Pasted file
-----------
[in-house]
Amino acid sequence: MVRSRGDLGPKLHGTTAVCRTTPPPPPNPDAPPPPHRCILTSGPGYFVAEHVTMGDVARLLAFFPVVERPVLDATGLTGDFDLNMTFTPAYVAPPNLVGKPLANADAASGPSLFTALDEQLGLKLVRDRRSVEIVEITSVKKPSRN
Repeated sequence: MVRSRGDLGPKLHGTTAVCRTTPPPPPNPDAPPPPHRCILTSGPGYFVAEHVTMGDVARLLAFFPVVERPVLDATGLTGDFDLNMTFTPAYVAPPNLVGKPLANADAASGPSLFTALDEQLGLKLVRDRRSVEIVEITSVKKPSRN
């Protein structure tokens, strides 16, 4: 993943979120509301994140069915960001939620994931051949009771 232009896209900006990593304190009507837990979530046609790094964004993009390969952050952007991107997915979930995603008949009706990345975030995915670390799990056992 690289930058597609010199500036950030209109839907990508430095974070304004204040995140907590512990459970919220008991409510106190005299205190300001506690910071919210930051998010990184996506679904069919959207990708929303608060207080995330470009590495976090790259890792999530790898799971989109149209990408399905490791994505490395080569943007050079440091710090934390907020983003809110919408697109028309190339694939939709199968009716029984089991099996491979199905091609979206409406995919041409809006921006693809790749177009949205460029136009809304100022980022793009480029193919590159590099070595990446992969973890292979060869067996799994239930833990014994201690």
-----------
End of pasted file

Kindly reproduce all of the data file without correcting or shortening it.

[in-house]
Amino acid sequence: MVRSRGDLGPKLHGTTAVCRTTPPPPPNPDAPPPPHRCILTSGPGYFVAEHVTMGDVARLLAFFPVVERPVLDATGLTGDFDLNMTFTPAYVAPPNLVGKPLANADAASGPSLFTALDEQLGLKLVRDRRSVEIVEITSVKKPSRN
Repeated sequence: MVRSRGDLGPKLHGTTAVCRTTPPPPPNPDAPPPPHRCILTSGPGYFVAEHVTMGDVARLLAFFPVVERPVLDATGLTGDFDLNMTFTPAYVAPPNLVGKPLANADAASGPSLFTALDEQLGLKLVRDRRSVEIVEITSVKKPSRN
């Protein structure tokens, strides 16, 4: 993943979120509301994140069915960001939620994931051949009771 232009896209900006990593304190009507837990979530046609790094964004993009390969952050952007991107997915979930995603008949009706990345975030995915670390799990056992 690289930058597609010199500036950030209109839907990508430095974070304004204040995140907590512990459970919220008991409510106190005299205190300001506690910071919210930051998010990184996506679904069919959207990708929303608060207080995330470009590495976090790259890792999530790898799971989109149209990408399905490791994505490395080569943007050079440091710090934390907020983003809110919408697109028309190339694939939709199968009716029984089991099996491979199905091609979206409406995919041409809006921006693809790749177009949205460029136009809304100022980022793009480029193919590159590099070595990446992969973890292979060869067996799994239930833990014994201690």